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Ride The City on Public Radio

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Check out our interview with Richard Hake on WNYC. This is what happens when you put two urban planning nerds in front of a microphone!

Here's the piece: Ride the City on WNYC.

A rainy weekend, perfect for website enhancements

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The rain showers and thunderstorms this weekend gave us the perfect excuse to stay indoors and work on the website. We've listed the major changes below.

Better error handling
Did any of you try to plan a bike route to Jersey City, Yonkers, or Nassau County? If you tried to get to any of these locations -- or to anywhere else that is not in our street network database -- you probably noticed a nasty bug that could only be bypassed with a page refresh. We now handle this exception and a few others more gracefully.

Printing
The site now prints a nice, clean set of turn-by-turn directions. As we mentioned earlier, getting the map to print properly is going to take a little more work.

More opportunities for feedback

Bike share at South Street Seaport

So you've got friends in town this summer and you want to show them around the city. Problem is, the best way to see the city is from a bicycle saddle and you don't have any extra bikes in your closet-size studio.

I think there's a solution! You may have read about the new bike sharing program on Governor's Island, but have you heard about the bike sharing program right here in Lower Manhattan? The program is called Bike Around Downtown. According to the website, there are 30 bikes available at South Street Seaport to "rent" for free. You just have to register and then reserve the bike in advance for a block of time.

Thanks for your feedback

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Wow, we were excited to launch Ride the City this weekend. Now that we've started receiving feedback, we're ecstatic.

Thanks for all of the positive comments. We're also pleased with your critiques, suggestions, and corrections. Read on for a few things we've heard that you're going to see changing:

Printing
This is probably the most critical item and one we've been working on for a while. Expect a nice, readable set of printed directions in the next week or so. Printing a handsome map may take a bit longer.

Traffic directionality
You may have noticed that Ride the City doesn't send you the wrong way on a one-way street. (If it does please let us know.)

Finding directions to points of interest

Thanks to Google's incredibly smart geocoder, you don't need to know the address or intersection of your favorite destinations. You can type them directly into the to/from address boxes.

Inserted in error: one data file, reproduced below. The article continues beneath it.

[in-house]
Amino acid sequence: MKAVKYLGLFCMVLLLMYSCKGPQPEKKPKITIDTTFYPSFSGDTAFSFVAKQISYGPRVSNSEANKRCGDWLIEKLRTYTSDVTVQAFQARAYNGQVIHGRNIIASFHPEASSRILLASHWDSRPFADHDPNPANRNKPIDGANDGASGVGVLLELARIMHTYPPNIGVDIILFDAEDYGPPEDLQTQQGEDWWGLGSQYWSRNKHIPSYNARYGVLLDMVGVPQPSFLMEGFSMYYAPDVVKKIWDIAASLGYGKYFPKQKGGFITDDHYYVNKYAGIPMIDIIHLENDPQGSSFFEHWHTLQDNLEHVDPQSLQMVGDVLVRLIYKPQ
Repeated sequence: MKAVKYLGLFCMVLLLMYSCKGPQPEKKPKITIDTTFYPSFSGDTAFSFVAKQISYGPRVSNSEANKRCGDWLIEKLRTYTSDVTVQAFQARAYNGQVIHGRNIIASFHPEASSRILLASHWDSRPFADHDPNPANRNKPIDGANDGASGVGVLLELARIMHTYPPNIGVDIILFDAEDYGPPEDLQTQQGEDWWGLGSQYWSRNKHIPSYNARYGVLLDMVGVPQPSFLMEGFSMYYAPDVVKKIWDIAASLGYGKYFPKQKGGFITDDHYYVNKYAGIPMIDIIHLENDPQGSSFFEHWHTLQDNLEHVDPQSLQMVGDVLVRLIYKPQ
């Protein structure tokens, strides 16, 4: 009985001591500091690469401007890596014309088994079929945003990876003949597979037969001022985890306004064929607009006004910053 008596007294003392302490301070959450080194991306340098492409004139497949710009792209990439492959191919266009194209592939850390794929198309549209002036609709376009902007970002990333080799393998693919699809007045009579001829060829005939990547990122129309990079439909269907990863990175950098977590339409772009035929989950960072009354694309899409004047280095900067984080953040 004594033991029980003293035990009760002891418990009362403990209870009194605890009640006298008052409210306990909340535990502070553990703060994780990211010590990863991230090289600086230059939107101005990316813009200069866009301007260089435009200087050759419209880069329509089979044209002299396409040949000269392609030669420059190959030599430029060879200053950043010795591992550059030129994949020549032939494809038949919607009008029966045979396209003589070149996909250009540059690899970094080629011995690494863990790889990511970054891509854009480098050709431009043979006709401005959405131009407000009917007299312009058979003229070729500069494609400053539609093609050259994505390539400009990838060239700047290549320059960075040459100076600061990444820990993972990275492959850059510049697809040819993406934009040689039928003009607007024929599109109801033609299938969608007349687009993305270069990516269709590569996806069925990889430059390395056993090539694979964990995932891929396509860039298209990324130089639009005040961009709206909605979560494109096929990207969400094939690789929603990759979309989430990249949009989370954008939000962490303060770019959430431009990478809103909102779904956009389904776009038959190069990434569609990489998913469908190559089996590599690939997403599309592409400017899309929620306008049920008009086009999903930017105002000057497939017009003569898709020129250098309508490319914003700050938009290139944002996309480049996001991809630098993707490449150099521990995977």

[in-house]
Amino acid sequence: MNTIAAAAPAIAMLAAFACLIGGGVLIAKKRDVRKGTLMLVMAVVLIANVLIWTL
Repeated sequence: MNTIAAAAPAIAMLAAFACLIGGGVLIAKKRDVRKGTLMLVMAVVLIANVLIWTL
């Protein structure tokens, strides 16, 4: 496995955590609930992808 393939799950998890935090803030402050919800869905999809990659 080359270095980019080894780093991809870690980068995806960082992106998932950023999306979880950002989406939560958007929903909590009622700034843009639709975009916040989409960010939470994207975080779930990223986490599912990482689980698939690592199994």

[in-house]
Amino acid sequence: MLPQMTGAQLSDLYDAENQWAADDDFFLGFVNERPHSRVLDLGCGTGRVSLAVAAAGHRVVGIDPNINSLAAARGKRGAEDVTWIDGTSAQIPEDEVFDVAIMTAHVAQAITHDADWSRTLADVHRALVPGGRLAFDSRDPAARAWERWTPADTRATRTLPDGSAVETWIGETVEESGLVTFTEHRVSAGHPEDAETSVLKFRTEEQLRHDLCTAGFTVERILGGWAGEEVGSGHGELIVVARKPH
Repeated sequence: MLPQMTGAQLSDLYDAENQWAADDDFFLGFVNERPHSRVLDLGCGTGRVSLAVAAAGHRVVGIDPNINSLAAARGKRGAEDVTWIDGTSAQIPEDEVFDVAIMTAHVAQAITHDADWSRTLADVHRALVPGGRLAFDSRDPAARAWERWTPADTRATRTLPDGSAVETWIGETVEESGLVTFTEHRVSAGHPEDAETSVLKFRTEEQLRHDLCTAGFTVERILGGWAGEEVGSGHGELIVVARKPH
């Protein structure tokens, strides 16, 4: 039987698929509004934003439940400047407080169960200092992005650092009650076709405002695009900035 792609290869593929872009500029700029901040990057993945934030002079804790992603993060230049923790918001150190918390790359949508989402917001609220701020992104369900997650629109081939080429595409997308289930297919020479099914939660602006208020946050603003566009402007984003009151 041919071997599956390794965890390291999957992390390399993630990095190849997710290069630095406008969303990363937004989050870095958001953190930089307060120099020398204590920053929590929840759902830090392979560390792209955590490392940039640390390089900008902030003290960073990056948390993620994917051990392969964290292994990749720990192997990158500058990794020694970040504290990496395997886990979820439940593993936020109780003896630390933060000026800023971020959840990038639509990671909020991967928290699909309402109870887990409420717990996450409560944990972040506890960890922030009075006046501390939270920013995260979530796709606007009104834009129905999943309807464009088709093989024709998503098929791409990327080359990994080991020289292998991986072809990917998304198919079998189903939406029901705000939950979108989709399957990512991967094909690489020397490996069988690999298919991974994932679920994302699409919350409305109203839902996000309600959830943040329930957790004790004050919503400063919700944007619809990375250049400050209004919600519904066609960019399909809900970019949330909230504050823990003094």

Want to ride to Central Park? Type Central Park, NY into the destination address box. Heading up to the George Washington Bridge? Try George Washington Bridge. Making it a beach day? Try Coney Island.

We've done some testing and it works with bridges, parks, neighborhoods, boroughs, airports, colleges and universities, and iconic NYC locales like Times Square. In some cases, you may also need to specify the borough or you'll get a park in Baltimore with the same name.

Find bike shops along your route

Ever need to park your bike at a bike shop to pick up a patch kit, a tube, or get a quick front brake check?

In addition to suggesting a safe route from start to finish, Ride the City shows you where bike shops are located along your route. Click on a bike shop icon (it looks like a sprocket, or gear) and you can see its address, phone number, hours and website. (If you aren't seeing the bike shops, trying zooming in a little closer.)

If you know of bike shops that aren't on the map or if you have a correction for us, please use the feedback form to let us know.

Welcome to Ride the City!

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Welcome to Ride the City, a website that helps you find the safest bike route between any two points in New York City.

The concept is pretty simple. Just like MapQuest, Google, Microsoft, and other mapping programs, Ride the City finds the shortest distance between two points. But there are two major differences. First, RTC excludes roads that aren't meant for biking, like the BQE and the Queens Midtown tunnel. Second, RTC tries to locate routes that maximize the use of bike lanes and greenways.

Here are a few things you might be interested to know:

  1. It's pretty fast! Ride the City searches through more than 125,000 rows in a database of New York City streets every time you run a routing query. We use Dijkstra's shortest-path algorithm with custom weighting based on based on whether a bike lane or greenway exists on a street segment.
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